Gov. Andrew Cuomo declared a public health emergency for the entire state, allowing pharmacists to administer flu vaccinations to children 6 months and older. Jonathan Vigliotti reports.
Gov. Andrew Cuomo has declared a public health emergency for the entire state in response to the spreading flu. The order allows pharmacists to administer flu vaccinations to children 6 months and older.
The move on Saturday comes as the number of patients admitted to hospitals throughout the state with confirmed cases of influenza spiked 55 percent last week. Two children have also died, according to the state Health Department.
Cuomo called it "the worst flu season since at least 2009," and said all New Yorkers should have access to "critically needed flu vaccines."
The executive order suspends the section of state law that limits pharmacists to administer immunizations to people 18 and older.
New Yorkers can find flu vaccine providers here, or by calling 800-522-5006.
Mirroring a wave of illness throughout 47 states, data show incidence of the flu has been widespread throughout New York for seven weeks. Doctors say flu season started early this season.
Already 19,128 cases of influenza have been reported throughout the state this season, compared to 4,404 during all of last season. There have also been 2,884 people hospitalized as of Jan. 5, compared to 1,169 total hospitalizations in 2011.
Nearly 7 percent of all visits to health care providers were flu or flu-like illnesses in the first week of the year, compared with a typical 2 percent, Health Department figures show.
"It's a really bad year," said Dr. Ken Steier, a lung specialist and clinical dean at Touro College of Osteopathic Medicine, who estimated he's seeing five times as many cases as is typical for this time of year. "It's really been knocking people out."
And it's likely to spread more, said Dr. Paul Hamlin, a pulmonary disease specialist based on Long Island. "I would expect to see more of it in the next four weeks," he said.
Typically, cases peak and then taper off, but it's hard to predict if this is a normal cycle or the outbreak will last through late March, when the seasonal illness usually falls off.
One reason for that is that the flu is highly contagious. An uncovered sneeze in a crowded subway car or a sick colleague who refuses to stay home from work can spread the illness quickly.
"The risk of getting the flu is definitely increased when you're in close contact with strangers," said Steier. And even those who stay home until they feel better can spread the virus, he added. "You're actually still contagious after you feel better."
Steier said the incubation period — the time between first exposure and when symptoms develop — can be up to seven days. The worst symptoms usually pass in a few days, but it's still possible to pass it along up to 14 days later.
Many people can treat their symptoms with rest, chicken soup or other fluids, and aspirin or Tylenol. But those with severe symptoms should contact their doctors.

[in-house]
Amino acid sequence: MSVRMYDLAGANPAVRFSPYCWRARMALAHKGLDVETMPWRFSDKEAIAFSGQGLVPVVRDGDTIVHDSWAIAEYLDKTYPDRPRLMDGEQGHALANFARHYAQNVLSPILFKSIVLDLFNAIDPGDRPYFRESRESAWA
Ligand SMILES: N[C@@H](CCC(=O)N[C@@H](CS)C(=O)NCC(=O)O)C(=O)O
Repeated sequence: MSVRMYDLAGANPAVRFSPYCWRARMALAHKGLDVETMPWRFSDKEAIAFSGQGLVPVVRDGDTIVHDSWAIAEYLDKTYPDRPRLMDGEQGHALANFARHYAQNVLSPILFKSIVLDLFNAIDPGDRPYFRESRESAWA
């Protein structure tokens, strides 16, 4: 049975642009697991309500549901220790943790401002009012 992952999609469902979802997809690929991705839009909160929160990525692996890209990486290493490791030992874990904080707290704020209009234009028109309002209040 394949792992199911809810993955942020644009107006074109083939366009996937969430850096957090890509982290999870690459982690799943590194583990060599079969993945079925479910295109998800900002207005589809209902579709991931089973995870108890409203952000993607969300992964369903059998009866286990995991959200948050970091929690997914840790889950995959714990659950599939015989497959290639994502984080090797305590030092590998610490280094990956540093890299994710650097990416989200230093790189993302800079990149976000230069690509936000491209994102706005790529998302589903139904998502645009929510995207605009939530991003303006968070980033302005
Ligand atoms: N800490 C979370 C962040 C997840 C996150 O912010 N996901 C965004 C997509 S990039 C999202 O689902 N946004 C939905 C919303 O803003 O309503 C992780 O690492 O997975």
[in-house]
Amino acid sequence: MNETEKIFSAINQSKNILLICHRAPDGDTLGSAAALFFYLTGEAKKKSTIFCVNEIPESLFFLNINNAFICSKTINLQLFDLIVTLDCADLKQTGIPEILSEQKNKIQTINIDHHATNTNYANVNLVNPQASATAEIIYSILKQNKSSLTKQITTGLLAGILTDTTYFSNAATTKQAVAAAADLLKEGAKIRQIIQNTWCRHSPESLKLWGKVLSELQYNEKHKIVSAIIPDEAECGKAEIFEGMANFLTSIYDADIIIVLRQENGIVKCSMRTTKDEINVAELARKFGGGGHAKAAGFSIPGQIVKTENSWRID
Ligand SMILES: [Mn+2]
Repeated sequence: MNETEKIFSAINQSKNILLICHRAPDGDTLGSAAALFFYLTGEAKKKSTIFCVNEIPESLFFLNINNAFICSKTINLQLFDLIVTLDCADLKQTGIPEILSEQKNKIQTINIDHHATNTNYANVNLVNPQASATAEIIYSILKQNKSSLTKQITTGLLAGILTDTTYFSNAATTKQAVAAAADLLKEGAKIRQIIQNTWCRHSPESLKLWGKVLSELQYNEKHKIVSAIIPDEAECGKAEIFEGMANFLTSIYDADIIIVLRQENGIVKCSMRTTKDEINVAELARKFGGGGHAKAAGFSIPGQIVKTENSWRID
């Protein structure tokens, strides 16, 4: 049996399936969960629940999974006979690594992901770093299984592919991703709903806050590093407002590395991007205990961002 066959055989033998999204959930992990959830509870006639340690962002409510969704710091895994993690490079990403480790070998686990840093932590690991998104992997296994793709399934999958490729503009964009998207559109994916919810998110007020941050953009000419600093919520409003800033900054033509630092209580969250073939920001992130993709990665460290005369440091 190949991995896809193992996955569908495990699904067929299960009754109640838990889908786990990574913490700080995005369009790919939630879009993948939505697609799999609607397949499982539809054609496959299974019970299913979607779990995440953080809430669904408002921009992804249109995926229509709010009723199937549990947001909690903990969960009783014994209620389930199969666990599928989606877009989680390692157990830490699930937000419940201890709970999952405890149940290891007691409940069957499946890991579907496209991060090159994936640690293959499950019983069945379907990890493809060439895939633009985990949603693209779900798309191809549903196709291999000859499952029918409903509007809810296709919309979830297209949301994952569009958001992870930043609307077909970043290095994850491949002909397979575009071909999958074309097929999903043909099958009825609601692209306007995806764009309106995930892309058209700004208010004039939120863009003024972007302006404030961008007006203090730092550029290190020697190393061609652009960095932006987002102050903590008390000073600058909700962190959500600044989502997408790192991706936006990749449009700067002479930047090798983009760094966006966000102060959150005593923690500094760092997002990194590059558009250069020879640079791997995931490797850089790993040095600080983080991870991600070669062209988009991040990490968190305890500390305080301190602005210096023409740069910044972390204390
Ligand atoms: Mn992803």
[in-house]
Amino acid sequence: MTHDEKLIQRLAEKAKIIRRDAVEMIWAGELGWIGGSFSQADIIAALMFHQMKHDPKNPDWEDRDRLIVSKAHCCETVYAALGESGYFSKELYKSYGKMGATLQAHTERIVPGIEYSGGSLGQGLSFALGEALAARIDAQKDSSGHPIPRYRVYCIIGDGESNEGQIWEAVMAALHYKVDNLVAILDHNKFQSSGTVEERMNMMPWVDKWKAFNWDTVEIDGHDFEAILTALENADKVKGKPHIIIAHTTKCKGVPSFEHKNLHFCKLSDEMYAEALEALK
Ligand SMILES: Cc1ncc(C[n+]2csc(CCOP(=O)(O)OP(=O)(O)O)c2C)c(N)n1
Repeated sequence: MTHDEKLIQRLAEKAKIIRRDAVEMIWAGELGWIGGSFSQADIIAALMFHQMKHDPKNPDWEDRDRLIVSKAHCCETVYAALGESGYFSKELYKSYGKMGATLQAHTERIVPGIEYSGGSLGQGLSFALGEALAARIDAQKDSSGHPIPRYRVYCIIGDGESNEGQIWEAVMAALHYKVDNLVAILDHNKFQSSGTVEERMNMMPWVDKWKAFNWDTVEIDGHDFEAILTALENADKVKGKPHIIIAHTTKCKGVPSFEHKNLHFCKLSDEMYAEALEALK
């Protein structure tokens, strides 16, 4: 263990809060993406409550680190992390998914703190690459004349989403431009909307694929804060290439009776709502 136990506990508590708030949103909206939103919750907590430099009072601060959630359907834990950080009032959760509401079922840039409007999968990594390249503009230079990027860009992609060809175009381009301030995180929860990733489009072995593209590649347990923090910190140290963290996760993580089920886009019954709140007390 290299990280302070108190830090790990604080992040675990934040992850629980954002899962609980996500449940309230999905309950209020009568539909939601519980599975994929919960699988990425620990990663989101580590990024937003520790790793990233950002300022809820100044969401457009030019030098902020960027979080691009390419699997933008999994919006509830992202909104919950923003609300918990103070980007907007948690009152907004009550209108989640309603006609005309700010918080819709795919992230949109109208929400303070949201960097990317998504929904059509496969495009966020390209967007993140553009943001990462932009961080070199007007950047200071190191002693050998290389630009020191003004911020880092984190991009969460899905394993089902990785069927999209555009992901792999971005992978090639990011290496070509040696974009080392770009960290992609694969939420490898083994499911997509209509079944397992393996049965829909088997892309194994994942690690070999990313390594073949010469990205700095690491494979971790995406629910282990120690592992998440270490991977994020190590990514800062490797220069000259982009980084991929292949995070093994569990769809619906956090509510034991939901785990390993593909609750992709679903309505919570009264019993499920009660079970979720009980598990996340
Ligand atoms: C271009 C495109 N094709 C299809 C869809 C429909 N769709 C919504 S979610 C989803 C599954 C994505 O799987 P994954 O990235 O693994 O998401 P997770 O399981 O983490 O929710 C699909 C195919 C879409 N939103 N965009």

Kate Allan, 16, said three days of exhaustion and achiness drove her to visit an Urgent Care facility in Manhattan on Friday, despite the fact that she has had a flu shot.
"My mom said it might not be the flu but my dad is really sick and my brother just had the flu, but he didn't have a flu shot," she said. "We weren't really sure what it is so we came in here today."
Allan's flu test came back negative, so Dr. Neal Shipley sent her home with Tylenol.
"The flu doesn't care if you're a man or a woman, old or young. It just wants to know if you've been vaccinated or not," he said.
Emergency room visits for the flu have jumped along with reported cases overall. Dr. Dan Wiener, the chairman of emergency medicine at Saint Luke's Roosevelt Hospital, said the increase is stressing capacity at the Manhattan hospital, which like several other facilities was already taking on a greater role to compensate for hospitals closed or damaged by Sandy.
But Wiener said it makes sense to stay out of the emergency room unless you're in a high risk group, like the elderly, or experiencing very serious symptoms like a persistent high fever. "Unless you're in a high risk group, there's not much we can do," he said.
Still, it's a serious illness. At least 10 residents of long-term care facilities like nursing homes have died in New York City. City nursing homes are seeing an epidemic, Wiener said, noting that people who are already ill or weak before contracting the flu are more vulnerable.
Doctors have mixed opinions about whether this year's flu is more severe than past years, or if it just spread faster. But all agree that for those who haven't been sick yet, it makes sense to get a flu vaccine. Each year's vaccine is designed to combat a different strain of the virus, and this year's shot was successful in targeting the most prevalent strain.
The vaccine will help about 70 percent of people who get it avoid the illness altogether, and the remaining 30 percent will likely have a milder case.
And Steier said don't worry about getting the flu from the shot itself. "That's not possible," he said. "It's basically a killed virus."